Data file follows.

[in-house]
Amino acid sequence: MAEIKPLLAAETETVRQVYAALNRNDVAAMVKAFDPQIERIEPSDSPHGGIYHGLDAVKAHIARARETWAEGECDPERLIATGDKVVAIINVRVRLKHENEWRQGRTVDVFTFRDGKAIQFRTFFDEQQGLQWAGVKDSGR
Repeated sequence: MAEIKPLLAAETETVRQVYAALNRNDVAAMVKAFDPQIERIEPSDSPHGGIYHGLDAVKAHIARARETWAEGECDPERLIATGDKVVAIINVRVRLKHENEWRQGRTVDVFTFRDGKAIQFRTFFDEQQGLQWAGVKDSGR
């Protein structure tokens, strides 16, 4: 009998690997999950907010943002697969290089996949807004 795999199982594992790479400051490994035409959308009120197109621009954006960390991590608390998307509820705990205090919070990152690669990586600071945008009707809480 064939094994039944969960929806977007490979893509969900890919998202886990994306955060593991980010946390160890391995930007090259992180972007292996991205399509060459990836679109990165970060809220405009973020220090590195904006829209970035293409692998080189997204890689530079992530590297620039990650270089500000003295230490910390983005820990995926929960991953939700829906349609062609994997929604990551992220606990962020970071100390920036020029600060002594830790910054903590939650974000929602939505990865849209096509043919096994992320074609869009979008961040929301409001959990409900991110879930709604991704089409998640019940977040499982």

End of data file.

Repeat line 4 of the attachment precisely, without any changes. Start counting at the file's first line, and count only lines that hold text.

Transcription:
């Protein structure tokens, strides 16, 4: 009998690997999950907010943002697969290089996949807004 795999199982594992790479400051490994035409959308009120197109621009954006960390991590608390998307509820705990205090919070990152690669990586600071945008009707809480 064939094994039944969960929806977007490979893509969900890919998202886990994306955060593991980010946390160890391995930007090259992180972007292996991205399509060459990836679109990165970060809220405009973020220090590195904006829209970035293409692998080189997204890689530079992530590297620039990650270089500000003295230490910390983005820990995926929960991953939700829906349609062609994997929604990551992220606990962020970071100390920036020029600060002594830790910054903590939650974000929602939505990865849209096509043919096994992320074609869009979008961040929301409001959990409900991110879930709604991704089409998640019940977040499982």